European Leadership Conference in Tirana, Albania - 21, November, 2015  - Session I. Perspectives on Peace, Security and Human Development in the Balkans

The conference was opened with welcoming remarks from UPF-Albania Chair Mr. Bajram Ibraj, a former general police director of Albania. Asking the audience to rise for a minute of silence in honor of the victims of recent terror attacks in France, Russia, Turkey, Lebanon and other nations, he then spoke of the historic mission of a united body of Ambassadors for Peace, in the face of spiritual and physical violence, to open a path for peace.

Professor Yeon Ah Moon, the president of WFWP International, gave the opening address on behalf of the founders. Reviewing activities that WFWP is conducting around the world, she reaffirmed the importance of the family as a base for national stability. She also testified to the current work of UPF and WFWP Co-Founder Dr. Hak Ja Han Moon, mentioning in particular the inauguration in 2015 of the Sunhak Peace Prize, which was given to two individuals: Kiribati Islands President Anote Tong for his dedication to the cause of climatic change, and Dr. Modadugu Vijay Gupta from India for his achievements in developing aquaculture in Southeast Asia. She concluded by affirming the role of women, in cooperation with men, for sustainable peace and development.

H.E. Alfred Moisiu, the president of Albania from 2002 to 2007, said that although the Balkans often have been considered a “powder keg,” he challenged that assertion in regard to modern Balkan nations. However, traces are still there, he said, and no effort should be spared to safeguard peace in the region. He deplored the fact that some politicians still tend to foster division and hatred among people and between nations for the sake of their own political agenda. The factors of division are not only economic, he said, but also cultural. Thus local governments should not only focus on improving living conditions or decreasing unemployment but also give their attention to developing quality education and reviving cultural life in order to foster a broader mindset among people. He acknowledged that comprehensive religious education for children is necessary, but said that priority should be given to putting under control a few radical preachers who are actively working in some churches and mosques and leading some young people to join the ranks of jihadists.

H.E. Fatmir Sejdiu, the president of Kosovo from 2006 to 2010, expressed worries that conflicts in the Middle East may be exported to neighboring regions. The conscience of Europe has been tested by migrants at its borders, he said, but not every nation passed the test well. He condemned Serbian Patriarch Irenej’s declaration in early November, before the vote on Kosovo’s membership in UNESCO, that “if force was deployed” to deprive Serbia of its cultural and historical heritage in Kosovo, Serbians will “do all they can to defend them by peaceful means or by force.” Serbia’s diplomatic moves to block Kosovo’s membership in UNESCO revived tensions and undermined the process of normalization between the two countries, President Sejdiu said.He deplored other nationalistic trends in Bosnia and Herzegovina and in Macedonia. He also condemned what he saw as attempts by criminal groups in his own country to influence politicians and high officials, but reaffirmed his faith in Kosovo’s future based on religious tolerance and ethnic cooperation.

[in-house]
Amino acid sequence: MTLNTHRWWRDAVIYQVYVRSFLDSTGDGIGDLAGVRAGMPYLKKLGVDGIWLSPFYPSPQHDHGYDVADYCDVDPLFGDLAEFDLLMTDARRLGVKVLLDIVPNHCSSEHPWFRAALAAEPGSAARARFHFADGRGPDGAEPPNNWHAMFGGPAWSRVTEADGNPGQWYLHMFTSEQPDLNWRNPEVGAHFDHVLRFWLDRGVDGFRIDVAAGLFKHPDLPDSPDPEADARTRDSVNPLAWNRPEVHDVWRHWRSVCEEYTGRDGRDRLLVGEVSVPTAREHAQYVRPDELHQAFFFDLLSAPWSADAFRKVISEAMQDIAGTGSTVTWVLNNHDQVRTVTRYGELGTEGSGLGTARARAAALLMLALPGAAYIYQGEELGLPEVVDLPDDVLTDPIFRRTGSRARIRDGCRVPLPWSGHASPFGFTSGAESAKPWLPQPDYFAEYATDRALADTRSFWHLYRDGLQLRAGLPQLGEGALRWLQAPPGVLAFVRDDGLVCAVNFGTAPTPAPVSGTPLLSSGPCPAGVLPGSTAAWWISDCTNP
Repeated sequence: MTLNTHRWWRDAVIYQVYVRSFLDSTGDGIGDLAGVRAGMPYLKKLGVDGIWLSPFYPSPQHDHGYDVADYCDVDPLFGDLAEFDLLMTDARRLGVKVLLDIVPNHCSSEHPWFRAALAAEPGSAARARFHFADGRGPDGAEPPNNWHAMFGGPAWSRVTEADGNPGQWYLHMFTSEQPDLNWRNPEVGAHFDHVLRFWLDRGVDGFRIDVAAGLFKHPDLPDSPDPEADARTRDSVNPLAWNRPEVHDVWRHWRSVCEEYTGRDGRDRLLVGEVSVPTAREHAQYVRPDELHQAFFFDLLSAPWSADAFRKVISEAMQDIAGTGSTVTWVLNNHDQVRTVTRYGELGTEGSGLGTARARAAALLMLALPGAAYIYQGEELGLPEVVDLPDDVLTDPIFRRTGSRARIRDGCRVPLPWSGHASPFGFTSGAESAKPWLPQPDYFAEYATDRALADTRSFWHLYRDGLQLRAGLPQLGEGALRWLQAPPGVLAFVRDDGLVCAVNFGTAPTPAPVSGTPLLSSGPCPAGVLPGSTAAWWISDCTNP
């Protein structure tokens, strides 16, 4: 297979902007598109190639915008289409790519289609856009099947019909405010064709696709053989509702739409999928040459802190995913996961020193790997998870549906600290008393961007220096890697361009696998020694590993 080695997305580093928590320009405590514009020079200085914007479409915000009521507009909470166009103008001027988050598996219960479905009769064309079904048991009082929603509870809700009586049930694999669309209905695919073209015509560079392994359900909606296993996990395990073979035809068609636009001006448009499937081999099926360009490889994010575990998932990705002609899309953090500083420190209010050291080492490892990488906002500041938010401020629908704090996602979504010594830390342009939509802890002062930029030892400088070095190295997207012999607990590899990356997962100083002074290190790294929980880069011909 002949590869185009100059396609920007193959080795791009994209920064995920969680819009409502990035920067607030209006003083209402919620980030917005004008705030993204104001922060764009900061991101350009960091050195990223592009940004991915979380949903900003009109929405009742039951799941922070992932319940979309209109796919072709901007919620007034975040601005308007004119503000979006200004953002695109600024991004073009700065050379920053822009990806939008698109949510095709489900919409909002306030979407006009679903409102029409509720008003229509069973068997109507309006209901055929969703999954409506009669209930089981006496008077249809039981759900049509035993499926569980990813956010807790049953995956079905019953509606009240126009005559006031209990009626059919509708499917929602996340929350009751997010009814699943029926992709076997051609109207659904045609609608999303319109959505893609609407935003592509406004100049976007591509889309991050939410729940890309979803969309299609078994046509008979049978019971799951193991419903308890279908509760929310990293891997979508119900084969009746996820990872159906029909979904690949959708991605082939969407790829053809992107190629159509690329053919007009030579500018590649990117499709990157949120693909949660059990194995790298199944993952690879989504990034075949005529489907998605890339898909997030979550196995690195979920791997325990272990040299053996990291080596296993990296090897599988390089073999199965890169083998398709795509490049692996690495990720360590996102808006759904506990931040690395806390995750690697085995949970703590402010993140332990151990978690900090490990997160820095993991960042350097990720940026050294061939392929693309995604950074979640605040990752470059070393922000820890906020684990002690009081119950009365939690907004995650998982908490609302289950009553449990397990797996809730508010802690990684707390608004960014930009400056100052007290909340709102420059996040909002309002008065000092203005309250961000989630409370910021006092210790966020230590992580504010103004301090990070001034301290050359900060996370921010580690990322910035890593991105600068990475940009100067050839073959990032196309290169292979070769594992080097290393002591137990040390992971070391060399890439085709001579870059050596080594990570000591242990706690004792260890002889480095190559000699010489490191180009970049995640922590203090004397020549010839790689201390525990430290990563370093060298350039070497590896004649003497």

Dr. Walter Schwimmer, from Austria, a former secretary general of the Council of Europe, refuted the idea that the Western Balkans were just a “gray area on the map of Europe,” reminding his listeners that the Balkans were a cradle of European civilization and the birthplace of several Roman emperors including Constantine. Applying European Union standards in the Balkans is of mutual interest, he said, notably in terms of securing business investment and fighting corruption and organized crime. Reconciliation in the Balkans is possible, just as it was between France and Germany after World War II, he emphasized. Regretting that the Dayton Agreement had been good to end the war in Bosnia but not enough to foster peace, he challenged Bosnian people to take ownership for peace in their country. Naming three Balkan personalities who are the pride of all Balkan people—Nikola Tesla, Ivo Andrić and Mother Teresa—he concluded: “You have much more in common than what divides you.” In the later discussion, he said it was very shortsighted on the part of Serbia to have blocked Kosovo’s entry into UNESCO, since Kosovo’s membership would be the best guarantee to protect Serbian historical monuments in that country.

Mr. Jack Corley, the regional chair of UPF Europe, then gave an overview of the Universal Peace Federation’s goals, values and activities. Reminding the audience that the founders’ heart and core values were the real power behind the organization’s worldwide activities, he expressed the desire to support the UPF peace initiative in the Balkans. He spoke of other UPF peace initiatives around the world—the Middle East Peace Initiative, the Korean Reunification, the South Caucasus Peace Initiative—then reviewed programs of character education once developed in the former Soviet Union which could be used to educate young people in the Balkans. Deploring the declining family values in Western Europe, Mr. Corley said that one important aspect of the UPF work in the Balkans would be to strengthen marriage and the family.

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